Next is the impressive "Nocte Sublustri" by newcomer Netherworld.  Dark, isolationist ambience in the vein of Thomas Köner can be found here, right down to the otherworldly bass thumps.  A thick drone with various bleak synth-impressions ebbs along; a vision of the blackest kind of space.  Distant scrapings of metal or stone, highly reverbed, are heard--perhaps the hidden movement of planets, tectonic plates, the mandibles of a giant insect.  An auspicious debut for this artist; his first album Hermetic Thoughts perhaps one to look out for.

Next is frequent Oöphoi collaborator Tau Ceti, and his track "Sator Arepo."  Shades of Celestial Geometries here, with a harrowing, slow synth line low in the mix.  The more eerie portions of Michael Stearns's Encounter make for a strange excursion into deep space.  The track meanders, bassy vibrations breaking up the claustrophobic blackness from time to time--similar to Lustmord, but without the grand guignol theatrics.  A fine track, even if a little standard.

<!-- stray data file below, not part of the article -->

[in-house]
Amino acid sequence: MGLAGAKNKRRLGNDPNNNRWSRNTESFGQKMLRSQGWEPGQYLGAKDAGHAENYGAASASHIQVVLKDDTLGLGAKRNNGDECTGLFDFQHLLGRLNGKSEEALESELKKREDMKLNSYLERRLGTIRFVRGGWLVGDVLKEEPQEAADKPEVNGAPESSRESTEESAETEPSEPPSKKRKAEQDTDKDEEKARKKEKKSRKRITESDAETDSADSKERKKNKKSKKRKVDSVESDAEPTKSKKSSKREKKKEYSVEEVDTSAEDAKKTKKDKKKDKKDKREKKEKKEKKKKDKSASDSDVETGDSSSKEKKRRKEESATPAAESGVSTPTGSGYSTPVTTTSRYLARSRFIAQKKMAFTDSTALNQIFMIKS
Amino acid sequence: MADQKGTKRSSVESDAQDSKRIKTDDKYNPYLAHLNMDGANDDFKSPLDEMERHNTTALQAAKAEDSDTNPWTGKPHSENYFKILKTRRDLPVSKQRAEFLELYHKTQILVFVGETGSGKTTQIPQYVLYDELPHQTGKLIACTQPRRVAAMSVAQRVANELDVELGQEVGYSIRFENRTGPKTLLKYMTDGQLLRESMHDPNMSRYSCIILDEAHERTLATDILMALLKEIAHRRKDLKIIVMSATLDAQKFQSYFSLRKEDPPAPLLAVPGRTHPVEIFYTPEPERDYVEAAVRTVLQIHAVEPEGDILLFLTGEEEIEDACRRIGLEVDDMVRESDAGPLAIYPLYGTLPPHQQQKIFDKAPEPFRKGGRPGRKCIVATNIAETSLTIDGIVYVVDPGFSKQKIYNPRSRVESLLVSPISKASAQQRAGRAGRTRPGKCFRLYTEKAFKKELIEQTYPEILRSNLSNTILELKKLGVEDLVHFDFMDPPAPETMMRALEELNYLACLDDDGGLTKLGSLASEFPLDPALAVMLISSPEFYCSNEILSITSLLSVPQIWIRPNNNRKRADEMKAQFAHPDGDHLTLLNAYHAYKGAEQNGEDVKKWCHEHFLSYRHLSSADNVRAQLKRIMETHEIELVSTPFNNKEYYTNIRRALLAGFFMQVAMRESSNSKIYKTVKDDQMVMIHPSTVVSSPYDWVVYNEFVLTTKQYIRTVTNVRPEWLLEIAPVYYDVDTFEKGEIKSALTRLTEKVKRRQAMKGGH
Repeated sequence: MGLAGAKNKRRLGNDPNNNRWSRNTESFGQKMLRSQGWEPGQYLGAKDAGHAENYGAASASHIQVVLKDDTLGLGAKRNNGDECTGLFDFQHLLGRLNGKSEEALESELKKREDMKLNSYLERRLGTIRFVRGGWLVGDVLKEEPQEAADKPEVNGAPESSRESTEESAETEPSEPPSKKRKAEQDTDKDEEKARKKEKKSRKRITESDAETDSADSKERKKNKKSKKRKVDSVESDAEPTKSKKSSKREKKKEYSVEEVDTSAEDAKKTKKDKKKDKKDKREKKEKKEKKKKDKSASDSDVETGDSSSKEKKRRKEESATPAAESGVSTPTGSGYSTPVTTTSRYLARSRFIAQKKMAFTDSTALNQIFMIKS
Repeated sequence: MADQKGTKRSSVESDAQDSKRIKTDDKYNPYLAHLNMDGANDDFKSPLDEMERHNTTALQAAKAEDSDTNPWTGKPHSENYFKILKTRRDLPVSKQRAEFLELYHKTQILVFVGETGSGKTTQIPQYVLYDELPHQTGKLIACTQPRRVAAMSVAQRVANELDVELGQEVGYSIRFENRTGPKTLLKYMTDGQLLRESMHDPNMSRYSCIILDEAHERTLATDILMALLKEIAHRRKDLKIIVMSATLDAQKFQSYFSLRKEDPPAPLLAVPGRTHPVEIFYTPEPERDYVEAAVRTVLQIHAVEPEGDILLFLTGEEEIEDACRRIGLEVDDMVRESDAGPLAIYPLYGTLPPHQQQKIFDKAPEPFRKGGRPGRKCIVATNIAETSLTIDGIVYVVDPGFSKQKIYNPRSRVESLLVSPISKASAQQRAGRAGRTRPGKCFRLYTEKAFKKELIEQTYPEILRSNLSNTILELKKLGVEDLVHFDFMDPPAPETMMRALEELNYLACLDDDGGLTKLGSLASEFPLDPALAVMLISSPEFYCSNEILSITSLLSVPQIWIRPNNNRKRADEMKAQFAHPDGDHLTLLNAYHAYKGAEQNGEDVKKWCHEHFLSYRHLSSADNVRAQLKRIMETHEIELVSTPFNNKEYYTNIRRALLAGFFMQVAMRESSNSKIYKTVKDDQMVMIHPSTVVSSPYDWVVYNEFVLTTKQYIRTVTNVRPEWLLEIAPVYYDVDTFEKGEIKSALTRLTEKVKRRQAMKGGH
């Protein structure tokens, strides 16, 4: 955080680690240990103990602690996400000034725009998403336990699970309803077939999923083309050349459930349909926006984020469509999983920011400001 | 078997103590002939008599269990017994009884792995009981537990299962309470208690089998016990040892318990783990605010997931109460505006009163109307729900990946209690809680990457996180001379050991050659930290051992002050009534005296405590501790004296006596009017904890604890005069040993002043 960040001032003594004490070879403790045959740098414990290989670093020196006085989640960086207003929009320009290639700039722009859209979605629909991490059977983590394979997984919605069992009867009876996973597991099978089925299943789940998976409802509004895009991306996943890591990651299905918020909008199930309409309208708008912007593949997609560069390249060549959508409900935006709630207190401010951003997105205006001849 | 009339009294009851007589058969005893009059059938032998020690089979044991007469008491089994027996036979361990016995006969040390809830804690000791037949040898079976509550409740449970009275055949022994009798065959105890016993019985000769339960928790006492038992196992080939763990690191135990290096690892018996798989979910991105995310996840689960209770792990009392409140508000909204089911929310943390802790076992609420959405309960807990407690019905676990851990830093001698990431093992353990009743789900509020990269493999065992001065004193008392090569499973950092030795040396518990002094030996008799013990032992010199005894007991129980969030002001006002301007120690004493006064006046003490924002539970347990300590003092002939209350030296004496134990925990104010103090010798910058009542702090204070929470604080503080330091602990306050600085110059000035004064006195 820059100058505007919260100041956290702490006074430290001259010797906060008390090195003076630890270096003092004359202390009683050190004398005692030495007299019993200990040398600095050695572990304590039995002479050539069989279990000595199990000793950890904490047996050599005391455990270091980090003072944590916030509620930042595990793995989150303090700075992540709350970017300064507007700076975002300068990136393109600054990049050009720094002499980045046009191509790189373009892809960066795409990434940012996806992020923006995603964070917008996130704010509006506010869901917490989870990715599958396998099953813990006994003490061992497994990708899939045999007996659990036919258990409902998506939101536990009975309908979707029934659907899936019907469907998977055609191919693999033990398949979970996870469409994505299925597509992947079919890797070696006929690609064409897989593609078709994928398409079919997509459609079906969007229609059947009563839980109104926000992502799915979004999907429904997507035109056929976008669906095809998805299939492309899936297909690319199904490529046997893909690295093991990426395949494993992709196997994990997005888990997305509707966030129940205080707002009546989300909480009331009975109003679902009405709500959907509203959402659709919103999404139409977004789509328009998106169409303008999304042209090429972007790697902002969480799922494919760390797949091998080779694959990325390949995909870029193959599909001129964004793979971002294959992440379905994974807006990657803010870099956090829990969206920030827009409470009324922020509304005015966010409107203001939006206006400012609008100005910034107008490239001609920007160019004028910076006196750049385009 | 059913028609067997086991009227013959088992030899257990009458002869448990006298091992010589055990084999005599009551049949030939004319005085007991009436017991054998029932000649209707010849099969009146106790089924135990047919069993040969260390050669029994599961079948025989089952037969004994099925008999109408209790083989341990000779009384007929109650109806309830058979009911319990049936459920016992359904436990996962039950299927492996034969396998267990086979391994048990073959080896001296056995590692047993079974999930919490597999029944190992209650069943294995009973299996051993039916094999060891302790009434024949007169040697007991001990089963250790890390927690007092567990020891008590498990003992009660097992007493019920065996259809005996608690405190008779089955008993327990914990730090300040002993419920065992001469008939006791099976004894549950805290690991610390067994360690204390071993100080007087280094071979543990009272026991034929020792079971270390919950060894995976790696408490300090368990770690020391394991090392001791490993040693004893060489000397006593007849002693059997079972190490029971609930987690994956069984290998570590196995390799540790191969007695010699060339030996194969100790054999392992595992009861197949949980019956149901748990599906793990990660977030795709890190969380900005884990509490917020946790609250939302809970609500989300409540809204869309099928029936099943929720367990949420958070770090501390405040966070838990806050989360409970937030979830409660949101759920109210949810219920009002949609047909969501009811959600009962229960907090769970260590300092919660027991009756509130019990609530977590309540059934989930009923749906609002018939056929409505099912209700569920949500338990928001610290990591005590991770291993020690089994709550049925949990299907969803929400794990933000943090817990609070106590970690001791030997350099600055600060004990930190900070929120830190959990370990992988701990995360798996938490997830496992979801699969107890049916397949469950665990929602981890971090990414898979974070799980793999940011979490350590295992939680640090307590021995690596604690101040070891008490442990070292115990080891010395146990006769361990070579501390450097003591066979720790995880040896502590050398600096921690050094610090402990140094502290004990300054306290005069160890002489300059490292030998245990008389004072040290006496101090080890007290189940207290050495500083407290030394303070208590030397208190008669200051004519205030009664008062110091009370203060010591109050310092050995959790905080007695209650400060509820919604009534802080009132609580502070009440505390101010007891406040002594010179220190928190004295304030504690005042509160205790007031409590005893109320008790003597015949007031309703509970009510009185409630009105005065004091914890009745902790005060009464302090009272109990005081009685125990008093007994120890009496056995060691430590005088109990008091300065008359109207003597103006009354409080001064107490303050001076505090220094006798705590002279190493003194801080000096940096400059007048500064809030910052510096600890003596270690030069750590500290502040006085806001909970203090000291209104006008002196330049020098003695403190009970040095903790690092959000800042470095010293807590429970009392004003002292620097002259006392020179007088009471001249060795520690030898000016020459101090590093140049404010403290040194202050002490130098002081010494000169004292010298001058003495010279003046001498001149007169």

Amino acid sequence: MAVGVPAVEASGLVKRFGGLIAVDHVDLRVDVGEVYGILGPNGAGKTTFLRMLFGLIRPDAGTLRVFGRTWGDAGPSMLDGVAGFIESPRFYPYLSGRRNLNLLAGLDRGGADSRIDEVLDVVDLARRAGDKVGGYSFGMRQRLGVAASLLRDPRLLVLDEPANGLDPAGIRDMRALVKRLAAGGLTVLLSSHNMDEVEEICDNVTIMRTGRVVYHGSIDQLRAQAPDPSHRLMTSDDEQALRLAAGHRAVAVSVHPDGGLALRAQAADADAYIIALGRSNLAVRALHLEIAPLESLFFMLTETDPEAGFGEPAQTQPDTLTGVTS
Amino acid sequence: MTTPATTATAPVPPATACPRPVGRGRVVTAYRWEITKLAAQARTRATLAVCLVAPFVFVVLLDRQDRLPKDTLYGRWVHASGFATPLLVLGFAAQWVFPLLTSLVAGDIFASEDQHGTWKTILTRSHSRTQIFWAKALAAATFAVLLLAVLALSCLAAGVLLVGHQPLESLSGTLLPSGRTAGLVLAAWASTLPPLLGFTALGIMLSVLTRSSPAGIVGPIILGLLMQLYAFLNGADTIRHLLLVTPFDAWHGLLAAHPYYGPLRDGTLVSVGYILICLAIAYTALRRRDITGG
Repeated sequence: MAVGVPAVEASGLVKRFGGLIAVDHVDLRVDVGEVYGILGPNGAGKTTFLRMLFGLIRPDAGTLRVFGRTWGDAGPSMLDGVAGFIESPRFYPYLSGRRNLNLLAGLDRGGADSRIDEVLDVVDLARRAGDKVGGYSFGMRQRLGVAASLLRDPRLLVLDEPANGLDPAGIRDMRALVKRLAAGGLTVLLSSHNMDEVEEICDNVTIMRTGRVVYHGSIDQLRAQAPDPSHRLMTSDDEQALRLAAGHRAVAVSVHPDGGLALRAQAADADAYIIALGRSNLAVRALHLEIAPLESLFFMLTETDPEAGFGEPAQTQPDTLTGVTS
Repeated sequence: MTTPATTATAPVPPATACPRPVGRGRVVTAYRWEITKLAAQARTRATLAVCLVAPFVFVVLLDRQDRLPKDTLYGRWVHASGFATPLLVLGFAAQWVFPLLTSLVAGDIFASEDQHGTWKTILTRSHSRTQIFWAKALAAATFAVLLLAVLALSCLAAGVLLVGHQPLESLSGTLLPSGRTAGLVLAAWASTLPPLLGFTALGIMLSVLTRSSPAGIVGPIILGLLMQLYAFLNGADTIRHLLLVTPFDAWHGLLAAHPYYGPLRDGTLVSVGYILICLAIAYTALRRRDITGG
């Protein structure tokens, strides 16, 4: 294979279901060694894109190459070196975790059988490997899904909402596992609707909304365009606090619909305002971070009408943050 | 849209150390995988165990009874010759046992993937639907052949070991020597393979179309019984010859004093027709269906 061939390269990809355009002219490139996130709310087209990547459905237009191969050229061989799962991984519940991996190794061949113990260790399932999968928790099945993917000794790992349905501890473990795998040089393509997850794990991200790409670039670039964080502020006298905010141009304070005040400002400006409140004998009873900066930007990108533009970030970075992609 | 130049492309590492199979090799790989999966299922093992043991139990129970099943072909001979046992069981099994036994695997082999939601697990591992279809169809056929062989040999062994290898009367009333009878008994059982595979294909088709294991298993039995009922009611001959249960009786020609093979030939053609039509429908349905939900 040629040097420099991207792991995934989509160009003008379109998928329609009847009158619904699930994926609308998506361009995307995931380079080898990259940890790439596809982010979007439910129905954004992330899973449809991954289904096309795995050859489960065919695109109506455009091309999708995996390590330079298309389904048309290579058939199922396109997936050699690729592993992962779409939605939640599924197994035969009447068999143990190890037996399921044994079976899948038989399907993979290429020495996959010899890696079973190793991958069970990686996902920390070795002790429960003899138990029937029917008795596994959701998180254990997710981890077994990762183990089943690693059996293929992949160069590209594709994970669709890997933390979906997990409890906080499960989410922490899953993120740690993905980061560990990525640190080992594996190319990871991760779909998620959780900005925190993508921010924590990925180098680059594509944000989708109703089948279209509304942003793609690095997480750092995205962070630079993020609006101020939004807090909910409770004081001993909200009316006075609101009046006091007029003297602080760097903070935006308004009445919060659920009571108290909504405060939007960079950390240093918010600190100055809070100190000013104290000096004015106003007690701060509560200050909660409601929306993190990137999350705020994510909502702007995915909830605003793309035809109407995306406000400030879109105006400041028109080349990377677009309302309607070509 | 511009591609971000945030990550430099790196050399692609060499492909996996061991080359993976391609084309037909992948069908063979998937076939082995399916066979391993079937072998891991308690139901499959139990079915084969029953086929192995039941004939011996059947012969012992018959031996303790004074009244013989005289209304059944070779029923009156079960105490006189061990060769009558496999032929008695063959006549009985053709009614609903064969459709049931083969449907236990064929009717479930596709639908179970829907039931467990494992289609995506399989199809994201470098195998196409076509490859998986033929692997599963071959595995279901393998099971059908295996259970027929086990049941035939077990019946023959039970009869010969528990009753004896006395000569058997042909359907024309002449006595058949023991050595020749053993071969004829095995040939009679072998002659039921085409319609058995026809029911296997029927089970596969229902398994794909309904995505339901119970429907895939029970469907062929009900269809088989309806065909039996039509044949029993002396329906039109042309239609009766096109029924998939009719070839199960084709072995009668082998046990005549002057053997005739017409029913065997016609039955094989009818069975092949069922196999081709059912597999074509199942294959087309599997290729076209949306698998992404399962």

Klaus Wiese and Oöphoi give us "Hieros Gamos" next, featuring Wiese's instantly recognizable Tibetan singing-bowl atmospheres.  These drones are combined with creepy whispering straight out of Oöphoi's Night Currents and extremely potent synth textures that glide through the speakers.  Headphone listening is recommended.  A reverent, mystical atmosphere is created--perfect for the deepest night listening when the world is still, aside from the drifting tones of the music.